Album Review: Full Nelson by Massive Wagons


Across the pond, there has been a stir about a band bringing back the classic sound of British hard rock. Massive Wagons, the guys behind this hullabaloo, have been infesting the UK with their contagious energy after nearly a decade of live shows and two killer studio albums. Their sound definitely has that classic 80s hard rock feel that brings back nostalgic memories for some and a longing for more from younger rockers. I would put them as a blend of Van Halen, The Struts, and a pinch of Motley Crue, which makes sense as the band has recently been working with Mike Exeter, the famed engineer behind Black Sabbath and Judas Priest. However, as similar as these guys are to that classic hard rock sound, Massive Wagons have given the world a fresh take on rock and roll to speak for a generation that has lost its spotlight as the glory days of MTV have been lost.

The guys got their start back in 2009 as a local act in Lancaster, England Barry Mills and Adam Thistlethwaite were playing in a local act called Ace Face. The duo decided to break off on their own to form a new paradigm in the music scene focused on rock and roll. After collecting their remaining soon-to-be bandmates to venture forth on their quest for fame, the band hit the ground running. After self-releasing their first album Sniff The Riff and playing hundreds of shows, Massive Wagons caught the attention of independent label Casket Record. From there the guys have put in the work and garnered enough attention to become a well-known rock band around the UK with aspirations to bring their sound to America.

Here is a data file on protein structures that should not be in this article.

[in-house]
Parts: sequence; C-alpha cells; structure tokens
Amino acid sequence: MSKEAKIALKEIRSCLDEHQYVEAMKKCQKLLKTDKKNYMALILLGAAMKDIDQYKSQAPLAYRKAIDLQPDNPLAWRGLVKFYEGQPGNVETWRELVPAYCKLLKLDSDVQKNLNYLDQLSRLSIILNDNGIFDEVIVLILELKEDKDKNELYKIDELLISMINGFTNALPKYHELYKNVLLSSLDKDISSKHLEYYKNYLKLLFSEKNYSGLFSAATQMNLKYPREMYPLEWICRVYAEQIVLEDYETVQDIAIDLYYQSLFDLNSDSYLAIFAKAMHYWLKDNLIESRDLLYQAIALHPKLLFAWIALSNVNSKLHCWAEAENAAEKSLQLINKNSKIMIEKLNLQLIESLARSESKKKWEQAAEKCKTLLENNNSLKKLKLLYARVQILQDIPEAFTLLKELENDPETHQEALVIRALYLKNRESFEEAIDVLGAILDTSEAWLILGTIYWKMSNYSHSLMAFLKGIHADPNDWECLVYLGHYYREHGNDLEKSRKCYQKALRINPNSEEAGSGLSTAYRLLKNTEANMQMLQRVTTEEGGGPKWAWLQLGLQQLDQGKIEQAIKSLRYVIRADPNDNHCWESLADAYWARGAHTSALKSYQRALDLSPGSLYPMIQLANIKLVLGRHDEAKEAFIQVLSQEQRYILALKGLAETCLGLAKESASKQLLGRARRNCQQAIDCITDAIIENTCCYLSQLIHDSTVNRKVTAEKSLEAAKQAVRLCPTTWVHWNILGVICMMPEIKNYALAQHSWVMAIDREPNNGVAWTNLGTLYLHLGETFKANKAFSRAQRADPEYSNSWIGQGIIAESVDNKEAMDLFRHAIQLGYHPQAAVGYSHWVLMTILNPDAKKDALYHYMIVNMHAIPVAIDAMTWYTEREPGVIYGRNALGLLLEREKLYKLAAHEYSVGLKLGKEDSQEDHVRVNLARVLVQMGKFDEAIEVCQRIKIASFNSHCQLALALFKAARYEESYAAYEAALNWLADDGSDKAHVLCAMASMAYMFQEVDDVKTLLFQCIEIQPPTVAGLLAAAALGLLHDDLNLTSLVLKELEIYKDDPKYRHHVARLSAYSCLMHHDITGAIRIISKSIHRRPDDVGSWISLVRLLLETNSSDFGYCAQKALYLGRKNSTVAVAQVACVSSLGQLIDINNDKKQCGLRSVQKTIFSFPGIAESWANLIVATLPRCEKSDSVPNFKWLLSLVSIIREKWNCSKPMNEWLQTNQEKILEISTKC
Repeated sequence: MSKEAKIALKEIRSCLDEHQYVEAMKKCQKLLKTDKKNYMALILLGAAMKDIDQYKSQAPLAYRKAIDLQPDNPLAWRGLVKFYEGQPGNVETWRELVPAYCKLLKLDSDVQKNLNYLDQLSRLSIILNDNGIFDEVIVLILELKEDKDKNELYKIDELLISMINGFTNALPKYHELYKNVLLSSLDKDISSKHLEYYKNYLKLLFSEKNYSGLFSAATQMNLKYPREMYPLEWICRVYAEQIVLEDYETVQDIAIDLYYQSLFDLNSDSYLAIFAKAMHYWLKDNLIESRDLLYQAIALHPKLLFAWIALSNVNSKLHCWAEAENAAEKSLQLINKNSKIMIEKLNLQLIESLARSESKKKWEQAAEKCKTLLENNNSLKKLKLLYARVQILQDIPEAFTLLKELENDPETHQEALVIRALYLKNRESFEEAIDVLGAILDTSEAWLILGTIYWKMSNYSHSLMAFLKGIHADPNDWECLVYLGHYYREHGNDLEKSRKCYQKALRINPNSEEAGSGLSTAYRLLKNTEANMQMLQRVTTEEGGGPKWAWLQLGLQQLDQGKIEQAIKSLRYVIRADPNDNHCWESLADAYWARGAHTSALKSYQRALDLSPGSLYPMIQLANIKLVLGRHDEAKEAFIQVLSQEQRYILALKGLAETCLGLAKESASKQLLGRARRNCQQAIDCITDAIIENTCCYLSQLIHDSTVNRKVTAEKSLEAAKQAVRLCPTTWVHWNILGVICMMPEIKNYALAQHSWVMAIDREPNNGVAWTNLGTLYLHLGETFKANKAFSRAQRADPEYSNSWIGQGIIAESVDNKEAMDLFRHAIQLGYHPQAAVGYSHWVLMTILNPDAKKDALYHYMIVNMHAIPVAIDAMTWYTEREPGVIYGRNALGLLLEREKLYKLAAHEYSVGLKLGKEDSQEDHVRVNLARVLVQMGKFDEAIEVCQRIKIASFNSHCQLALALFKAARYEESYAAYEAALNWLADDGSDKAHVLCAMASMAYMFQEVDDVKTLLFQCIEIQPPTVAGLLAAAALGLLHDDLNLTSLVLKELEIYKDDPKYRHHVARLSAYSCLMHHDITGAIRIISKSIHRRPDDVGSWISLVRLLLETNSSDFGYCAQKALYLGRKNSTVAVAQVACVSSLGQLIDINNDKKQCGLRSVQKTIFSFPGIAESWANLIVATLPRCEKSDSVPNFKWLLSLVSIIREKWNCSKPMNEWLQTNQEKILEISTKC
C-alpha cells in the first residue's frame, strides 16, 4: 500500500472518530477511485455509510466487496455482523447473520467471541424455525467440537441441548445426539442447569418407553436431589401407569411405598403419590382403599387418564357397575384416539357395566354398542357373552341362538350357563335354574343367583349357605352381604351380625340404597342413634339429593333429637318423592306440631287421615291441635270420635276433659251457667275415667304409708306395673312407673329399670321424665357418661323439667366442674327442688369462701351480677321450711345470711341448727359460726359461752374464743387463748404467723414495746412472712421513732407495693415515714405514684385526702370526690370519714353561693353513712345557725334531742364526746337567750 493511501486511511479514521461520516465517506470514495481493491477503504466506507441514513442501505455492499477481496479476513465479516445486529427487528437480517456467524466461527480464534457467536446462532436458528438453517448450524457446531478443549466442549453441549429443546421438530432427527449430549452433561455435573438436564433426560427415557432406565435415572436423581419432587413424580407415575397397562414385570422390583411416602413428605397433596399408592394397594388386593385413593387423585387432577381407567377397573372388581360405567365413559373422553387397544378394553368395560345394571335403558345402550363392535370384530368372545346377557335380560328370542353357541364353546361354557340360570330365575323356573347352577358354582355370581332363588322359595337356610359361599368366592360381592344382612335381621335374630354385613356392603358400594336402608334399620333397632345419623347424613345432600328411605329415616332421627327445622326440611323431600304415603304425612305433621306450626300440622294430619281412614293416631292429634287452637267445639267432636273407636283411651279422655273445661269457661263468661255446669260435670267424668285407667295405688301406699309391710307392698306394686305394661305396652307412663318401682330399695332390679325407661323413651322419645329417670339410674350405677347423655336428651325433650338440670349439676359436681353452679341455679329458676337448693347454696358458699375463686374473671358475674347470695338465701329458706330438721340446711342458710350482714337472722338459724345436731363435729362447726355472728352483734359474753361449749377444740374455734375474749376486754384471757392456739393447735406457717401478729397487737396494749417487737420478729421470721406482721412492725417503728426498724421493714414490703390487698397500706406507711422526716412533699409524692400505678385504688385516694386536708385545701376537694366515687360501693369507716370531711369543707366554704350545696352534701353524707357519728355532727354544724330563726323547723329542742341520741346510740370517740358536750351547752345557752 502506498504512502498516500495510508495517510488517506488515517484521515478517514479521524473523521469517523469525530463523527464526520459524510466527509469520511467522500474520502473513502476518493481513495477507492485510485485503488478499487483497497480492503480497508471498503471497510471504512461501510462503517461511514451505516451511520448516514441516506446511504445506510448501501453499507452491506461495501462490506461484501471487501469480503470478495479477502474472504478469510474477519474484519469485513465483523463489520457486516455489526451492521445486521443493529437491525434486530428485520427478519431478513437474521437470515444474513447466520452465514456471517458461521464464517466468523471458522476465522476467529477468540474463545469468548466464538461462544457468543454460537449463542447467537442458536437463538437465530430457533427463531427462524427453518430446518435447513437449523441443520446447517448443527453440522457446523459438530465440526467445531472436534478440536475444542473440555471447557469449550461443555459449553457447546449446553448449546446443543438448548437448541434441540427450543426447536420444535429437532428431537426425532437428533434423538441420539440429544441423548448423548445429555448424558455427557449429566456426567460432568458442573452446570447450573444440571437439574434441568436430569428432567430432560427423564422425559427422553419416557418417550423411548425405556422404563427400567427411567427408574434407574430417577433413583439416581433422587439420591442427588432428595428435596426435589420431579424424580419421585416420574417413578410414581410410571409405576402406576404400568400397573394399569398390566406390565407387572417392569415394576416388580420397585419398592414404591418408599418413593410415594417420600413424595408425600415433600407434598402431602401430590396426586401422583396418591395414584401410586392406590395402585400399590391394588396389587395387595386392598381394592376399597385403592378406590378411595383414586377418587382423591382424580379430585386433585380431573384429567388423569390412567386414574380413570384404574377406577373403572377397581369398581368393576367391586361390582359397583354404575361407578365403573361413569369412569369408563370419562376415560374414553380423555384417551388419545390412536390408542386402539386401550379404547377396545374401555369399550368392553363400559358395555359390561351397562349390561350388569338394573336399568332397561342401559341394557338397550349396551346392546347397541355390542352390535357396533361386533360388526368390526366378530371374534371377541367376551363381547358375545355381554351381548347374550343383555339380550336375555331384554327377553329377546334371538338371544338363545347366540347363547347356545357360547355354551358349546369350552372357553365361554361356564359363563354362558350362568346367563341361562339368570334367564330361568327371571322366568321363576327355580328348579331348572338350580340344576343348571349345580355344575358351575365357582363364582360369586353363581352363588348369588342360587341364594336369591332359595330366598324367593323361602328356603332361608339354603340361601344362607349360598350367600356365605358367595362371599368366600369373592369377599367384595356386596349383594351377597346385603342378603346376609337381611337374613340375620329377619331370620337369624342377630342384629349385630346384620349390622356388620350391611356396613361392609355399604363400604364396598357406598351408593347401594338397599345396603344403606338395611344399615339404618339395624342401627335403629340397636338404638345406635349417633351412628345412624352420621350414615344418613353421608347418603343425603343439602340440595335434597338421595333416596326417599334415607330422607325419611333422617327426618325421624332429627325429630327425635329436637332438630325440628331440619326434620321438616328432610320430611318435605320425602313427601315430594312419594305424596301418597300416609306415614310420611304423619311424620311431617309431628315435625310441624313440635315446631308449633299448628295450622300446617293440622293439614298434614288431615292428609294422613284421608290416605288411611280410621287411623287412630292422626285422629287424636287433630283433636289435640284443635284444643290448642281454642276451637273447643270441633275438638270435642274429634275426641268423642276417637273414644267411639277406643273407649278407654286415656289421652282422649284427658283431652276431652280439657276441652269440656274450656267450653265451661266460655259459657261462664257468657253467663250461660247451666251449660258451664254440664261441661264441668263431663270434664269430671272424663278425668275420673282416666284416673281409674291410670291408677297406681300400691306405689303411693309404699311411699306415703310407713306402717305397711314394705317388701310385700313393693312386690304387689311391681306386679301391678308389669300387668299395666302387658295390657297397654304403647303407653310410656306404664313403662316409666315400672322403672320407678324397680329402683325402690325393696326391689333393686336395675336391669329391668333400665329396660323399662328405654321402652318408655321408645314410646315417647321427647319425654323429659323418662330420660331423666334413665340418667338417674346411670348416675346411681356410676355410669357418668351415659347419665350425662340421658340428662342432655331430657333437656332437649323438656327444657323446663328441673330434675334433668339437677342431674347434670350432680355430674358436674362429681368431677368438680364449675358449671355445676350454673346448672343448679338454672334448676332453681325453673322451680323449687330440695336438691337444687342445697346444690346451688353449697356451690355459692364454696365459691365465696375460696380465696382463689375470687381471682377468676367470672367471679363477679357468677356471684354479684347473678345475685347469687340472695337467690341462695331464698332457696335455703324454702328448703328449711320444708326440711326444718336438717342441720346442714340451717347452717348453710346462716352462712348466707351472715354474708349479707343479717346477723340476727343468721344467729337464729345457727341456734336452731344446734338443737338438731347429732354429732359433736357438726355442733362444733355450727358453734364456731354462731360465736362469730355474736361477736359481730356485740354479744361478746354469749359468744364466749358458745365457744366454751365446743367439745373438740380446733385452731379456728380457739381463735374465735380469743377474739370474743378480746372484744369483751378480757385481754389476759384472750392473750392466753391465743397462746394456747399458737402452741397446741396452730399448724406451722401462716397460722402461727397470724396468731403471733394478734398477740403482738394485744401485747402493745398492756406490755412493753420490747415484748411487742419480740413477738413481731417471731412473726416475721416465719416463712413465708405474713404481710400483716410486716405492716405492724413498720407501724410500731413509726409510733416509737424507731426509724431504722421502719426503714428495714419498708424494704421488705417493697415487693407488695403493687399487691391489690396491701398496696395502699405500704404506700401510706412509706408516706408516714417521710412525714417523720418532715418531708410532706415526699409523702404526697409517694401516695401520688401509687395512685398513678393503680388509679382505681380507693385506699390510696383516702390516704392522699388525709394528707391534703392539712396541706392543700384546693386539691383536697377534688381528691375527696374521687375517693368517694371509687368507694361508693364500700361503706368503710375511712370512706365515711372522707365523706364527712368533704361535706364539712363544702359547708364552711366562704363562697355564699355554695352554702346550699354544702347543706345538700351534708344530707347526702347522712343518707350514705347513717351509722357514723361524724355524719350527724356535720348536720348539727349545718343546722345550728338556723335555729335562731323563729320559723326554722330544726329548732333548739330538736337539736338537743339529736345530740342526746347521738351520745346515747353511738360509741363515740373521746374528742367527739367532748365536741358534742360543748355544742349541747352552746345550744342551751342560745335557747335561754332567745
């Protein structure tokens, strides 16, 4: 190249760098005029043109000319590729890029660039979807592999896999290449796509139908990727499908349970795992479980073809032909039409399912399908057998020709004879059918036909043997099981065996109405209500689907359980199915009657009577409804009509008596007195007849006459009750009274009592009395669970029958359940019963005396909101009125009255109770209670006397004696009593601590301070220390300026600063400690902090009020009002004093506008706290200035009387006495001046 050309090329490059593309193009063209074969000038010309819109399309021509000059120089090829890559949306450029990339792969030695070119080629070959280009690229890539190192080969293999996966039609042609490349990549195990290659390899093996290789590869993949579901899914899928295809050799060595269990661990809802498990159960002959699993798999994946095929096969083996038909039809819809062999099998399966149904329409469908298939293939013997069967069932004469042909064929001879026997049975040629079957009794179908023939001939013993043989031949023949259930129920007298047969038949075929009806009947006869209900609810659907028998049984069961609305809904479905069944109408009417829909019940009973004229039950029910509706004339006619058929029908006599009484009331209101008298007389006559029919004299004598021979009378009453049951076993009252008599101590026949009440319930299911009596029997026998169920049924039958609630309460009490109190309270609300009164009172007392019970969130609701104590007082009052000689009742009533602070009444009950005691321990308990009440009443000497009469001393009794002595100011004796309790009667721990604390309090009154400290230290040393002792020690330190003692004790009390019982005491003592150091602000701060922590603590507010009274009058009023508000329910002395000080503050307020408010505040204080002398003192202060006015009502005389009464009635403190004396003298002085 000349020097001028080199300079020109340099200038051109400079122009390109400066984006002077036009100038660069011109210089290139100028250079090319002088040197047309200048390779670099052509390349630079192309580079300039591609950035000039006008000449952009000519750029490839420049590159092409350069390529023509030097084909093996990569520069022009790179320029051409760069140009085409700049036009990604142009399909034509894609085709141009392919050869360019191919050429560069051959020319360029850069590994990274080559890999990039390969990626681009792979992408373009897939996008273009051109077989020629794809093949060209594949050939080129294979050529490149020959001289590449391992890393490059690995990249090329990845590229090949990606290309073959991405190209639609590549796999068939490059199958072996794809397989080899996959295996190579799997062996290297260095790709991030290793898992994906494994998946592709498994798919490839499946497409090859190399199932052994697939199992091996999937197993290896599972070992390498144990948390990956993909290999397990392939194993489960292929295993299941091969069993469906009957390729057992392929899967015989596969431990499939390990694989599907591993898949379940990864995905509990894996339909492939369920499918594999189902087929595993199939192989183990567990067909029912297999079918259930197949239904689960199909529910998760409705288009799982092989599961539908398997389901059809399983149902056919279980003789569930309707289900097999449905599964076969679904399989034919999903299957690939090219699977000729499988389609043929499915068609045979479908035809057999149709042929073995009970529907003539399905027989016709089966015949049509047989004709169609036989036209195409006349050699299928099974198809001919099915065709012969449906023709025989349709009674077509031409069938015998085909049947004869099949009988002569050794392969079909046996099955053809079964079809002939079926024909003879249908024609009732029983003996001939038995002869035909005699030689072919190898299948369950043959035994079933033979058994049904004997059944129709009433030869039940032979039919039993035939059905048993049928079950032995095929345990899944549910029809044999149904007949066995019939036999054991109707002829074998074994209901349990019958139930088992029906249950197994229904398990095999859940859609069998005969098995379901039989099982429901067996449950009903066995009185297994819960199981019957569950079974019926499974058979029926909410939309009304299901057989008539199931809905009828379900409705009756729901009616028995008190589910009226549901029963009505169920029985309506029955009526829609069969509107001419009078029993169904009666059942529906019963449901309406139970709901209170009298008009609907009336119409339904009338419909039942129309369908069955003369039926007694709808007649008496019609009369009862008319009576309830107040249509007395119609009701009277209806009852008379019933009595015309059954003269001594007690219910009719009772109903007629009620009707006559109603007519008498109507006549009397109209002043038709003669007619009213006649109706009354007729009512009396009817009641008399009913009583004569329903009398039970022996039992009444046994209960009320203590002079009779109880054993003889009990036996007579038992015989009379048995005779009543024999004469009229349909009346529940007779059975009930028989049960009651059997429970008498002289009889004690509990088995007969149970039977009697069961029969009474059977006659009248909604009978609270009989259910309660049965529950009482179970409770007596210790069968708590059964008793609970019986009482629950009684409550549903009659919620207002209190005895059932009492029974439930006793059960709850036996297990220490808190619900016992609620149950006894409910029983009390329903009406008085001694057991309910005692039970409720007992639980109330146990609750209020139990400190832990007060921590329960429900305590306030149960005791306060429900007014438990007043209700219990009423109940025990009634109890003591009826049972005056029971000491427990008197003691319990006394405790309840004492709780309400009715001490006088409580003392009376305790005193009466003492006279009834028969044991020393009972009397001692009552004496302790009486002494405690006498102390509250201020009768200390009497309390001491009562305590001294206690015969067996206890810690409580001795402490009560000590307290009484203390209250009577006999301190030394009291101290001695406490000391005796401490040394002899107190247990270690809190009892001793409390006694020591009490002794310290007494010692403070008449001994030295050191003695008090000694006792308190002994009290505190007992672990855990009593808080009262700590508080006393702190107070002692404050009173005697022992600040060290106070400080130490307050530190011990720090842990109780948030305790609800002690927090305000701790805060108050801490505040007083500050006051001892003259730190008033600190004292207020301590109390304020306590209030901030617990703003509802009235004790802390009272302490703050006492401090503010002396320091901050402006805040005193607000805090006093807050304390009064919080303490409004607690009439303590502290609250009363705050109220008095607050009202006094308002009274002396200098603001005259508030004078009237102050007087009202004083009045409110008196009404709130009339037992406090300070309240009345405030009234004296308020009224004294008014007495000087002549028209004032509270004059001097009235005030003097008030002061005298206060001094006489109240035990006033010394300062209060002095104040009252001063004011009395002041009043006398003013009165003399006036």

Massive Wagons’ most recent hype has been around their new album Full Nelson slated for release on August 10th. After giving the album a listen, I instantly fell in love with their music. Each track isn’t just a song but an entire soundscape that transports the listener into a nirvana of good rock and roll, as is expected from any good stadium rock band. I get the same goosebumps listening to Massive Wagons as I do listening to AC/DC or Van Halen. Off the bat, the album opens with Massive Wagons’ new single “Under No Illusion”, which is a headbanger from the first note. The album then creeps through track after track of gems, with another single “Billy Balloon Head”, and one of my new favorites to blast while driving, “Sunshine Smile”. Buried in the album is “Robot (Trust In Me)”, a track that Mike Exeter helped with that is pure bliss to the ears as it reminds me of early Metalica. There is a lot to listen to in this track as the composition of it is just off the wall. Following “Robot (Trust In Me)” is a remake of their single “Back to the Stack”, their tribute song to the late Rick Parfitt of Status Quo, another well-composed track that really shows the respect Massive Wagons has for the giants’ shoulders that they have launched their career from. That kind of respect, especially being highlighted as an entire song, shows the true character of this band. To finish out the album, Massive Wagons chose their hit single from 2016 “Tokyo”, a song off their album Welcome To The World that broke various iTunes top 100 charts. Definitely a strong choice to anchor the album, almost as a farewell to their listeners until the next time they pop Full Nelson into their CD player.

As Massive Wagons grows their brand of sensational showmanship and polished tunes, you should expect to catch the fever of their energy and enthusiasm for hard rock. The only cure for such a fever is to fill your ears with some of their music, be it their new upcoming album Full Nelson or one of their older ones that propelled them to where they are today.

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